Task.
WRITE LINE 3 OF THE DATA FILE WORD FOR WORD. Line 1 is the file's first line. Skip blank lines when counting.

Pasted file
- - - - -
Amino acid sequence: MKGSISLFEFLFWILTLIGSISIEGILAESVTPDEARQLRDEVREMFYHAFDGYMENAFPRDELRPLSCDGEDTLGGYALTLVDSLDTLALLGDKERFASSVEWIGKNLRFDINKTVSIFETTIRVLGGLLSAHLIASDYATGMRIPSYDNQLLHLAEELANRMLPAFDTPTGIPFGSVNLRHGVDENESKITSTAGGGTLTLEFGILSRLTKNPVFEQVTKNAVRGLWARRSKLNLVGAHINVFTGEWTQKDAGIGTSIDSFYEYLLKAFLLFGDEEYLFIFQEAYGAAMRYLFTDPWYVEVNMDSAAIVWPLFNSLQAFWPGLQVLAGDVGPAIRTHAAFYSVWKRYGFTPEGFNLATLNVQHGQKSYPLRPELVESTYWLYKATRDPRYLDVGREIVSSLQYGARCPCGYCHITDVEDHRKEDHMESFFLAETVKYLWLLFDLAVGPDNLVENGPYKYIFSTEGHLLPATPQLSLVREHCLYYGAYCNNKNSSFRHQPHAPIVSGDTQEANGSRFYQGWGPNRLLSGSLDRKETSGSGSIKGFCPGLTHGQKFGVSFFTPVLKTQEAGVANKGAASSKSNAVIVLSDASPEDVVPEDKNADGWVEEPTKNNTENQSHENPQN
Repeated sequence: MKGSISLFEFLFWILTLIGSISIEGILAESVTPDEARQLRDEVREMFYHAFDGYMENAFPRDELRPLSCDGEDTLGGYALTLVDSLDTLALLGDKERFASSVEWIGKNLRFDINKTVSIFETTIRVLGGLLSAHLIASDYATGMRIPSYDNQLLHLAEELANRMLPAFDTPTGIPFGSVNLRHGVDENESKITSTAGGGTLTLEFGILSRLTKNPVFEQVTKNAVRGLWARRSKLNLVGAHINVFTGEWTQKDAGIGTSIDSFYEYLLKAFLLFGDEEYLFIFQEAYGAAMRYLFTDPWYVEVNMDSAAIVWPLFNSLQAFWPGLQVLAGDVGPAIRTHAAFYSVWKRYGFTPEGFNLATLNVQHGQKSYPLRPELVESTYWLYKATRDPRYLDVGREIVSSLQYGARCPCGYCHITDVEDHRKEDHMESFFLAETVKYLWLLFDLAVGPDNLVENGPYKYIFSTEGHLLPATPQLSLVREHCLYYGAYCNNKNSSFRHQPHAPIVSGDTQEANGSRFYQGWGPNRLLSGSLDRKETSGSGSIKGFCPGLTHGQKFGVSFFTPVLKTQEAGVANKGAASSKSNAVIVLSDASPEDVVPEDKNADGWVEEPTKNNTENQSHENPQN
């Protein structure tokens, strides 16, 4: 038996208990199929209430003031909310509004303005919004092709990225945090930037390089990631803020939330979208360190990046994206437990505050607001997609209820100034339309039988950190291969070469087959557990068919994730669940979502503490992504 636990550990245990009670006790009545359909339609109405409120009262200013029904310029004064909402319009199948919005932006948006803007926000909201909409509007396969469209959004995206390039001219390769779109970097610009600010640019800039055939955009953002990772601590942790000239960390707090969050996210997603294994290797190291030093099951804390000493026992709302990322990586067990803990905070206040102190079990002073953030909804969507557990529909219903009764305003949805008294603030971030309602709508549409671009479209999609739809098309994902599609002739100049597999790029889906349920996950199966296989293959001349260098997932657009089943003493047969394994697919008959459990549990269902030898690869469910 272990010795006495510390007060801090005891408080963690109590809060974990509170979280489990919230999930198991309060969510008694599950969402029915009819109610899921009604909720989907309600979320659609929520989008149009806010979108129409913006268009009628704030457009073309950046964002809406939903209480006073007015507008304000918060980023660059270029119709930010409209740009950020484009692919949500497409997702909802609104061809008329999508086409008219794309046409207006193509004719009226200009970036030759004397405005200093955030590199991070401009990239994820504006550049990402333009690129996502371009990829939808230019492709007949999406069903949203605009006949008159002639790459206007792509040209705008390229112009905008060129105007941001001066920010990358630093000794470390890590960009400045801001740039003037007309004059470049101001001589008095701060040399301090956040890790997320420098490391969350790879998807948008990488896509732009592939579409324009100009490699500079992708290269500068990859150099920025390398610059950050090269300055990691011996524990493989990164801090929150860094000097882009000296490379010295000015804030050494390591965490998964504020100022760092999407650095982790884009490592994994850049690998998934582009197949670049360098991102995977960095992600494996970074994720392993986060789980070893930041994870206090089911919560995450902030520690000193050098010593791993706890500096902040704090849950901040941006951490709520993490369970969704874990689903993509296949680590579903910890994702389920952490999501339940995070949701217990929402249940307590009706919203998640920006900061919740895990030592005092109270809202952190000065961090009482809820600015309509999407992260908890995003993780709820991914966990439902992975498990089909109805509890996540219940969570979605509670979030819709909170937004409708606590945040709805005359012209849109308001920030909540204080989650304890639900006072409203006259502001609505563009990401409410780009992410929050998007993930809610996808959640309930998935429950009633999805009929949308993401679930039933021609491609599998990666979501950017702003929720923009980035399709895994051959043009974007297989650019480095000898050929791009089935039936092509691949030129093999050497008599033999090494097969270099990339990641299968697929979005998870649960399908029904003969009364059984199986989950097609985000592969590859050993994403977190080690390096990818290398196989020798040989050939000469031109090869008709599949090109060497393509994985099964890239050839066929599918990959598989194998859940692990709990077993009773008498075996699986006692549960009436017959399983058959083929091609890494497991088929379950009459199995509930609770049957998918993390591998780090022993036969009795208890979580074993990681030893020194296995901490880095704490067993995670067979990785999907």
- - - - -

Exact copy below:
């Protein structure tokens, strides 16, 4: 038996208990199929209430003031909310509004303005919004092709990225945090930037390089990631803020939330979208360190990046994206437990505050607001997609209820100034339309039988950190291969070469087959557990068919994730669940979502503490992504 636990550990245990009670006790009545359909339609109405409120009262200013029904310029004064909402319009199948919005932006948006803007926000909201909409509007396969469209959004995206390039001219390769779109970097610009600010640019800039055939955009953002990772601590942790000239960390707090969050996210997603294994290797190291030093099951804390000493026992709302990322990586067990803990905070206040102190079990002073953030909804969507557990529909219903009764305003949805008294603030971030309602709508549409671009479209999609739809098309994902599609002739100049597999790029889906349920996950199966296989293959001349260098997932657009089943003493047969394994697919008959459990549990269902030898690869469910 272990010795006495510390007060801090005891408080963690109590809060974990509170979280489990919230999930198991309060969510008694599950969402029915009819109610899921009604909720989907309600979320659609929520989008149009806010979108129409913006268009009628704030457009073309950046964002809406939903209480006073007015507008304000918060980023660059270029119709930010409209740009950020484009692919949500497409997702909802609104061809008329999508086409008219794309046409207006193509004719009226200009970036030759004397405005200093955030590199991070401009990239994820504006550049990402333009690129996502371009990829939808230019492709007949999406069903949203605009006949008159002639790459206007792509040209705008390229112009905008060129105007941001001066920010990358630093000794470390890590960009400045801001740039003037007309004059470049101001001589008095701060040399301090956040890790997320420098490391969350790879998807948008990488896509732009592939579409324009100009490699500079992708290269500068990859150099920025390398610059950050090269300055990691011996524990493989990164801090929150860094000097882009000296490379010295000015804030050494390591965490998964504020100022760092999407650095982790884009490592994994850049690998998934582009197949670049360098991102995977960095992600494996970074994720392993986060789980070893930041994870206090089911919560995450902030520690000193050098010593791993706890500096902040704090849950901040941006951490709520993490369970969704874990689903993509296949680590579903910890994702389920952490999501339940995070949701217990929402249940307590009706919203998640920006900061919740895990030592005092109270809202952190000065961090009482809820600015309509999407992260908890995003993780709820991914966990439902992975498990089909109805509890996540219940969570979605509670979030819709909170937004409708606590945040709805005359012209849109308001920030909540204080989650304890639900006072409203006259502001609505563009990401409410780009992410929050998007993930809610996808959640309930998935429950009633999805009929949308993401679930039933021609491609599998990666979501950017702003929720923009980035399709895994051959043009974007297989650019480095000898050929791009089935039936092509691949030129093999050497008599033999090494097969270099990339990641299968697929979005998870649960399908029904003969009364059984199986989950097609985000592969590859050993994403977190080690390096990818290398196989020798040989050939000469031109090869008709599949090109060497393509994985099964890239050839066929599918990959598989194998859940692990709990077993009773008498075996699986006692549960009436017959399983058959083929091609890494497991088929379950009459199995509930609770049957998918993390591998780090022993036969009795208890979580074993990681030893020194296995901490880095704490067993995670067979990785999907």